I remember my mother as a wonderful cook, but she always says I’m wrong. Meh, she says. But no matter what, we all ate together. All five of us. Every night there was a feast on the table for 5 effing people. That seems like such a feat to me when I think about it today. Keeping a house for a family, stitching them all together with brisket and clean laundry and floors so spotless, you might as well eat off of them. I remember this insane shiny wallpaper we had in the kitchen in Pittsburgh with massive cartoony flowers all on it and my mom tan from tennis, pushing her hair back from her forehead with the back of her wrist while she diced things. Something about my mom in the kitchen is the crux of what makes me feel, well, powerful.
I know. I’m as surprised about it as you are.
But that’s how it turned out. Nothing makes me feel more kick ass than inviting over a handful of favorite people and fanning out a spread of divine tastes for everyone. The more food restrictions, the better. I love a puzzle. I’ll try anything new. I like to listen to Sam Cooke, Aretha, Ray Charles and Leonard Cohen. I like cello when I cook or the sounds of a Giants game with Jon Miller calling it. I like them better when we win, but, fuck it, I’ll take any of it. And I will cook my ass off.
Anyhow, all of that to tell you, we had our first handful of incredible people over last week. In honor of our vegetarian, there was a salad, a mujadara, and a chana masala based on the Gingered Chickpeas recipe from the wonderful book 660 Curries by Raghavan Iyer. I wanted something warming and cozy and this recipe was perfect. It also happens to be good for vegetarians, vegans, plus the wheat and gluten challenged. I served it over brown basmati rice. I’m sharing my variation with you here.
Welcome Home Chana Masala
1 Large tomato. (if you don’t have one, use a small can of diced)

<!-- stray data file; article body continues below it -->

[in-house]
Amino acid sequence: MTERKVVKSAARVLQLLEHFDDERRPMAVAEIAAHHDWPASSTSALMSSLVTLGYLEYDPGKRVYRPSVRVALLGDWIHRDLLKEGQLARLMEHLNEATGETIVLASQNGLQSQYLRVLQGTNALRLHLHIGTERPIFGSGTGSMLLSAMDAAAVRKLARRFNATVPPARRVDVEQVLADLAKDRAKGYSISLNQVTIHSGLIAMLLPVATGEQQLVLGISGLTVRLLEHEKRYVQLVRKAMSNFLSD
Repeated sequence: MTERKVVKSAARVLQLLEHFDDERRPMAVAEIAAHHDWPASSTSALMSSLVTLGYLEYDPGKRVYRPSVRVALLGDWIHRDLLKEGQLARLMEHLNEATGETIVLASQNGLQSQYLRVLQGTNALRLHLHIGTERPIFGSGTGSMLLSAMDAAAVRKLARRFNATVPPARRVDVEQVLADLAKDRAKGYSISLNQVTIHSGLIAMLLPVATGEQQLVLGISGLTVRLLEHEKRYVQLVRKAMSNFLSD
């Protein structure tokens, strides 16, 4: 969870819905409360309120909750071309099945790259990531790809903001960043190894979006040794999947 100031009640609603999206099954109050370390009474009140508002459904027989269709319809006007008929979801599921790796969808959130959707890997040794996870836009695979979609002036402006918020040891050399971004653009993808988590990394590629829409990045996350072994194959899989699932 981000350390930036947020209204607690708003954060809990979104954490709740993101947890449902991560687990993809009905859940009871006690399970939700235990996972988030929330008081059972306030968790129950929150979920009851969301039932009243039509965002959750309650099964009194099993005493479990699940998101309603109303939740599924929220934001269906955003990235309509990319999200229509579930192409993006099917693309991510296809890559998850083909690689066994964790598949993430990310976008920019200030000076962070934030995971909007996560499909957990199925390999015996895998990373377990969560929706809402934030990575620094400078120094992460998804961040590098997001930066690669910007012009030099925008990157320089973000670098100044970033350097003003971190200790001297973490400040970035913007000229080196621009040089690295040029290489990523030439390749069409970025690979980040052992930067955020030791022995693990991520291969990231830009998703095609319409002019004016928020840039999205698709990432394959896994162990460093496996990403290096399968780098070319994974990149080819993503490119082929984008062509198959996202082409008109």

1 small red onion, chopped
8 lengthwise slices of peeled ginger (each 2 in. long, 1 in. wide and
1/8 in. thick) Chop 4 of the pieces coarsely, and chop 4 into matchsticks.
1 dried serrano pepper, soaked in 3/4c water, liquid reserved
8 cloves of chopped garlic
1T coriander seeds
1T cumin seeds
1 cinnamon stick
2T sunflower oil
2t hot paprika
1/2c chopped fresh cilantro
3 cups cooked chickpeas (I cooked mine the day before with an onion)
1t garam masala
1t sea salt
1c vegetable broth
Juice of one lime. I like a big fat lime, myself.
First get your dried pepper in warm water to soak and get all puffy. While that happens, you can put your basmati rice on to cook. When the pepper is all puffy again, put it in a blender with its attending water, the tomato, onion, chopped ginger (not the matchsticks), half the garlic, coriander, cumin, salt and the cinnamon stick, busted up. Puree it all together and you should get a speckled dark red sauce.
After that, heat the sunflower oil in a pan and put in the ginger sticks. Let it sizzle for about 30 seconds and then add the rest of the garlic. Cook for another minute. Everything should turn light brown. When that happens, pour in the sauce from the blender. Bring the mixture to a boil. Add the paprika, turmeric and 1/4c of the cilantro. Let the sauce come to a simmer again and sit for 5-10 minutes.
Now you get to add your chickpeas and a cup of vegetable broth (or water). Bring the whole shebang to a boil, then reduce to a simmer, covered, and go stir it once in a while. Cook for about a half hour. The sauce should thicken and the chickpeas will get good and soft.
Now stir in the garam masala and the lime juice. Serve over rice with the remaining fresh cilantro used to garnish each bowl.